He was really beautiful — mostly white with a huge, fluffy tail. He wasn’t afraid of us and no one around the campfire made any sudden moves. He was used to the campers in the park and never bothered anyone.
When I was a boy, it was my job to ride my horse up the hill and get the cows every morning and afternoon. It was still dark one morning when I jumped on my horse and started out. As we cantered up the lane toward the pasture, my horse jumped over something.
Maybe I was still half-asleep or just wasn’t paying any attention, but as I looked back I could see it was a great big, black-and-white skunk. I don’t know who was more surprised — me or the skunk.
I guess the horse and I were rather lucky that morning because when we brought the cows back down, you could definitely smell the startled critter. We obviously were going fast enough to outrun the confused skunk when he sprayed.
I was running my coon hound one night over toward Laurens. The dog and a skunk had a rather unpleasant meeting. Needless to say, the dog walked home with its leash tied to the bumper rather than riding in the car with us. Luckily, we were only a couple of miles away.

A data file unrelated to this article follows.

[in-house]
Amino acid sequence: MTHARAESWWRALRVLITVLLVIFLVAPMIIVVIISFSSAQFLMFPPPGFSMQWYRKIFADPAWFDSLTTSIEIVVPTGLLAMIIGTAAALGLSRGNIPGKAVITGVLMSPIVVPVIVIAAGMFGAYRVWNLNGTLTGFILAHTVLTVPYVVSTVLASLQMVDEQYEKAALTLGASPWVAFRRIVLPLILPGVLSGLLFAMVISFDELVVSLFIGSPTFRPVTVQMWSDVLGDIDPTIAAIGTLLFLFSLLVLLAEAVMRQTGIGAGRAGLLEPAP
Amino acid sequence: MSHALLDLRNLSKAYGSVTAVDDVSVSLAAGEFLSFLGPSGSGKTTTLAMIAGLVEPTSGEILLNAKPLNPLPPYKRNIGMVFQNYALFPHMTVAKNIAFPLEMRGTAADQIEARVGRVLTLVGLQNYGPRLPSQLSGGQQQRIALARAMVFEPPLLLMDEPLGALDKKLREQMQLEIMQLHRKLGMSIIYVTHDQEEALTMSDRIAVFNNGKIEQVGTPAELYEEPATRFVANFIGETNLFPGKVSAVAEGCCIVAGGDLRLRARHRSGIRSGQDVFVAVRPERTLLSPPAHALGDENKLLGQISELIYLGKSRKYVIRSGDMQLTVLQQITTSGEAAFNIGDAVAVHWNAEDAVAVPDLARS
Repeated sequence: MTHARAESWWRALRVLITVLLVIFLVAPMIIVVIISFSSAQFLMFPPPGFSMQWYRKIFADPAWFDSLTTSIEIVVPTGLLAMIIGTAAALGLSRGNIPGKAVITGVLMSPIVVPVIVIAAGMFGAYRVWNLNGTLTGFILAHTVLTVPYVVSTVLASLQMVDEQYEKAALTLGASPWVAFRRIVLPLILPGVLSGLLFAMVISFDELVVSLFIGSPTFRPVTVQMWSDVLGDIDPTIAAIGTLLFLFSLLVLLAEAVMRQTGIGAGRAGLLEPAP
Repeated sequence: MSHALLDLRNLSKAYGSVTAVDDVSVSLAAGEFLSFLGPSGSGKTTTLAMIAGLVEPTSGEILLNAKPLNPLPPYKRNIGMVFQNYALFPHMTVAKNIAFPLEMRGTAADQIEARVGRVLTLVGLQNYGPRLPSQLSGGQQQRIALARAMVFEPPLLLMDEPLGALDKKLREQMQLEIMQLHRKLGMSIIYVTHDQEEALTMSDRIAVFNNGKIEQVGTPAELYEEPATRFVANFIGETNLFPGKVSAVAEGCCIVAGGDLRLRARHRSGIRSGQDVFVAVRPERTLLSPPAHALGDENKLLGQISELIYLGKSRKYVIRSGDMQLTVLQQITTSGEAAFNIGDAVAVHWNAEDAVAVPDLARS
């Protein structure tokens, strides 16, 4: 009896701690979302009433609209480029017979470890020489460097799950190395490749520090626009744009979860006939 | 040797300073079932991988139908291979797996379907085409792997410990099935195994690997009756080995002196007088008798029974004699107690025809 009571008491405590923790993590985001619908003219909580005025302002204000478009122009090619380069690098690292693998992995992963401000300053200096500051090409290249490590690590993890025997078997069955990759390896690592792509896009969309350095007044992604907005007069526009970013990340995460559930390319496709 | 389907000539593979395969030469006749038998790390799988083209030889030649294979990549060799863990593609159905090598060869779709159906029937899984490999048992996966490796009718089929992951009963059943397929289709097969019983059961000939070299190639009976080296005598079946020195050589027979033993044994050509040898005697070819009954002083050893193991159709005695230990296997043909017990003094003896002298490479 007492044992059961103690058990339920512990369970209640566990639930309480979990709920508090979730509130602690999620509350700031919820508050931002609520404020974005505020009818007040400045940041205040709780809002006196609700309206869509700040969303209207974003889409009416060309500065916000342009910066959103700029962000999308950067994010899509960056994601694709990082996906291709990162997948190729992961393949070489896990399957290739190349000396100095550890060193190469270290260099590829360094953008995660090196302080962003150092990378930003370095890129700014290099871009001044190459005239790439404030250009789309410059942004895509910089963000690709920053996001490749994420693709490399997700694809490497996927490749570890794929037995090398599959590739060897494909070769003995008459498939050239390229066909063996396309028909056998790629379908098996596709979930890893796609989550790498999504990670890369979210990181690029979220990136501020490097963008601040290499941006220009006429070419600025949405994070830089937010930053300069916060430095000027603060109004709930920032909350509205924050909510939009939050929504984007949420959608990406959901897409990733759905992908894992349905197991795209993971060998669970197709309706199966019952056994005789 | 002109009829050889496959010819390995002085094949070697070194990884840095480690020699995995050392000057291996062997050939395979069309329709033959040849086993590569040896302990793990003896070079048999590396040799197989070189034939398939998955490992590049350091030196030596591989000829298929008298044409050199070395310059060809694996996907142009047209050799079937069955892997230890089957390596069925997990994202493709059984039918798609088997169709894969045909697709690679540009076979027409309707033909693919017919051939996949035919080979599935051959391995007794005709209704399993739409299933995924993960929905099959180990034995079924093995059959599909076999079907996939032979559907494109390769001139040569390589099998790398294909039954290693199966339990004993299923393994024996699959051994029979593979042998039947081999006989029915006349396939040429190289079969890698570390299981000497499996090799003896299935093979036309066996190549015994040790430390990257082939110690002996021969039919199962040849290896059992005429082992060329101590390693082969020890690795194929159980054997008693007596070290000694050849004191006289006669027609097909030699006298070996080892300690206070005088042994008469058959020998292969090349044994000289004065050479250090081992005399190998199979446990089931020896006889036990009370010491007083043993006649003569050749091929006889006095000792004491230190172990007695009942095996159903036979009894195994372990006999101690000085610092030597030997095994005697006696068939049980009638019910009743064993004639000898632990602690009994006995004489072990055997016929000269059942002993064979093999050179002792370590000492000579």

My mother-in-law had a pet skunk when she was growing up in Kansas. She called him Stinky. He was never de-scented, but he never sprayed anyone, either. He was better than a watchdog and did a fine job of keeping traveling salesmen and religious peddlers from knocking on the front door.
The scent of a skunk is not very pleasant. Some say tomato juice works well to wash it away and actually, it worked quite well on the dog that night.
Today, there are many good scent eliminators available in sporting goods stores. Hunters use these to avoid detection. So if you ever get sprayed, you might try one of those.
Rick Brockway writes a weekly outdoors column for The Daily Star. Email him at firstname.lastname@example.org.